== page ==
There are two engines to choose from, both offering notably different performance levels, and unfortunately, you won't find a V8 here. The base engine is a turbocharged 2.0-liter four-cylinder that produces 237 hp and 258 lb-ft of torque. This engine is underwhelming at best, which is disappointing when you consider the athletic image the CT5 portrays. The engine has enough punch to overtake on the highway but is simply not enjoyable to push hard. Power is sent to the rear or all four wheels via a smooth-shifting 10-speed automatic transmission.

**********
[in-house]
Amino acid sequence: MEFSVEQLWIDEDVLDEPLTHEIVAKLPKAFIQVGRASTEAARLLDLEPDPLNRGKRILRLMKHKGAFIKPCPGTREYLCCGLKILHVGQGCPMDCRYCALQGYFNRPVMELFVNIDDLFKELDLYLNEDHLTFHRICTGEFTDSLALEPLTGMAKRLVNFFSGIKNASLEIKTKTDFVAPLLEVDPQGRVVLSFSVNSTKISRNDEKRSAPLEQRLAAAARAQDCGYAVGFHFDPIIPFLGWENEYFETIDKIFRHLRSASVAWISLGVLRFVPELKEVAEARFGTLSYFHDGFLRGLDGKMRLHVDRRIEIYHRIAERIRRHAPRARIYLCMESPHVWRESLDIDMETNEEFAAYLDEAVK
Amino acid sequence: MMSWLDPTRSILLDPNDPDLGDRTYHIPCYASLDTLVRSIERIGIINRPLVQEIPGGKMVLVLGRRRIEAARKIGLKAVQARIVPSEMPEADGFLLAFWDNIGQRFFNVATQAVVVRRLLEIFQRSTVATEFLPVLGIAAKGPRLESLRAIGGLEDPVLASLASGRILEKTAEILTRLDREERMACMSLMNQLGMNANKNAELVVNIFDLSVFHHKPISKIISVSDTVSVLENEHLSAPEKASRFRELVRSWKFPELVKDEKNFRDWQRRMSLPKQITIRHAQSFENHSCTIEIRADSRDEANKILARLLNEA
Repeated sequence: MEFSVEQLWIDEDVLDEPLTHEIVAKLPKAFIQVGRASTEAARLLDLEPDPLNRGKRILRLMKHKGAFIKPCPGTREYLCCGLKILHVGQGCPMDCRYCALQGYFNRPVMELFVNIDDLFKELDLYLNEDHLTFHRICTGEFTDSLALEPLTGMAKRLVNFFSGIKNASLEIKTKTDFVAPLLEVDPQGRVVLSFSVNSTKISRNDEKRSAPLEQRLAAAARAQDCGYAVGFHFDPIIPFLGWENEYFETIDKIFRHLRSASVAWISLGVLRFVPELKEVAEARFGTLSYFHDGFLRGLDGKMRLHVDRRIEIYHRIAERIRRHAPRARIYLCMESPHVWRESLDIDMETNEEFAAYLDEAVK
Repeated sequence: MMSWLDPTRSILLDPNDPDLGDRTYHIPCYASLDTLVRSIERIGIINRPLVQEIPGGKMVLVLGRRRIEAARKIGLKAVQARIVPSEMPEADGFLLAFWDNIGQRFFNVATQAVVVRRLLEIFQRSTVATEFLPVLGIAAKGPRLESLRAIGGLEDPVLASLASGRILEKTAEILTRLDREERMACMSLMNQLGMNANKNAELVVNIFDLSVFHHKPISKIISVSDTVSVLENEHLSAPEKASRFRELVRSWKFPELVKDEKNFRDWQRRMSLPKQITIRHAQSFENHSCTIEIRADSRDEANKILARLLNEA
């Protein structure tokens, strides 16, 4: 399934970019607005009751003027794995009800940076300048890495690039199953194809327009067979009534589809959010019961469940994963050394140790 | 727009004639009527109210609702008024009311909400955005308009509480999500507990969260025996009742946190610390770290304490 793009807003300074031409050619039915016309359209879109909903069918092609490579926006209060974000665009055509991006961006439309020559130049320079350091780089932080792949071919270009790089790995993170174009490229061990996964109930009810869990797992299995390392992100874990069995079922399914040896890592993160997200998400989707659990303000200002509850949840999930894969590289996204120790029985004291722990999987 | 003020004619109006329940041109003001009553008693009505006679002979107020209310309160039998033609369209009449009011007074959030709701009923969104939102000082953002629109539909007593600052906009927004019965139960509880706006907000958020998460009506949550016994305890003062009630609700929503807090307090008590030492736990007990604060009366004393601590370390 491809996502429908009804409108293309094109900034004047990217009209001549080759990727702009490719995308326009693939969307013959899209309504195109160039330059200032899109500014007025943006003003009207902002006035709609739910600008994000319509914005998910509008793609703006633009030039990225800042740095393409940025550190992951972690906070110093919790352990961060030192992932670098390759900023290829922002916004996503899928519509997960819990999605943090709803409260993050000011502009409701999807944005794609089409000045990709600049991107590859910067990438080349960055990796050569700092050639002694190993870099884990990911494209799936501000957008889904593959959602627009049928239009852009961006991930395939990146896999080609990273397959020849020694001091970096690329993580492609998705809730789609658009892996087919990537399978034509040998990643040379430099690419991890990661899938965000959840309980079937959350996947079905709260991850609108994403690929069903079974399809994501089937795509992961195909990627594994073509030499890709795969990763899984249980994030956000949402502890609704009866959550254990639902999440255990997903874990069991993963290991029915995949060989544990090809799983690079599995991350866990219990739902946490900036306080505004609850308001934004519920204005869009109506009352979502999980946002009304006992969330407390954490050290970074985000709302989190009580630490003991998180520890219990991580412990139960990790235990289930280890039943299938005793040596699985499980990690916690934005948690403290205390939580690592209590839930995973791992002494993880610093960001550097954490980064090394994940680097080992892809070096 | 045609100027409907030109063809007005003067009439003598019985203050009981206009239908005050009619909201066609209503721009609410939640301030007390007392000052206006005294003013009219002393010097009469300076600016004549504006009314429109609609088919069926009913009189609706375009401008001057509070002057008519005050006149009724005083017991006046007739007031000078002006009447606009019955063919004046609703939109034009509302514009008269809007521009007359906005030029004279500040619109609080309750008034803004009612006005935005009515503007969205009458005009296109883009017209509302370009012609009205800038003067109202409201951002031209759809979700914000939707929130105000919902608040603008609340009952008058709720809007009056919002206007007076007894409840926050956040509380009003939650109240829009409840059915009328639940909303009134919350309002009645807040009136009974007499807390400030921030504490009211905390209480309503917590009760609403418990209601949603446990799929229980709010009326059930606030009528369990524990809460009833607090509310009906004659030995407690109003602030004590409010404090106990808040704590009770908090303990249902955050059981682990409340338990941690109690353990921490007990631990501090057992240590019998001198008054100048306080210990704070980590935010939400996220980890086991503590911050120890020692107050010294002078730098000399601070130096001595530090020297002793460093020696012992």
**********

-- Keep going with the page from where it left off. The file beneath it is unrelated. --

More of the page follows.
Thankfully, Cadillac also offers a 3.0-liter twin-turbo V6 engine that significantly increases driver enjoyment. This setup produces a healthy 335 hp and 400 lb-ft. With mountains of torque available across the rev range, the CT5 feels effortlessly fast, and most will be taken aback at how this car picks up speed. To top it all off, this is one of the best-sounding turbocharged six-cylinders around. There is no manual option available for the CT5, but the 10-speed auto paired with both engine configurations offers quick shifts when demanded and is silky smooth when you just want to cruise about.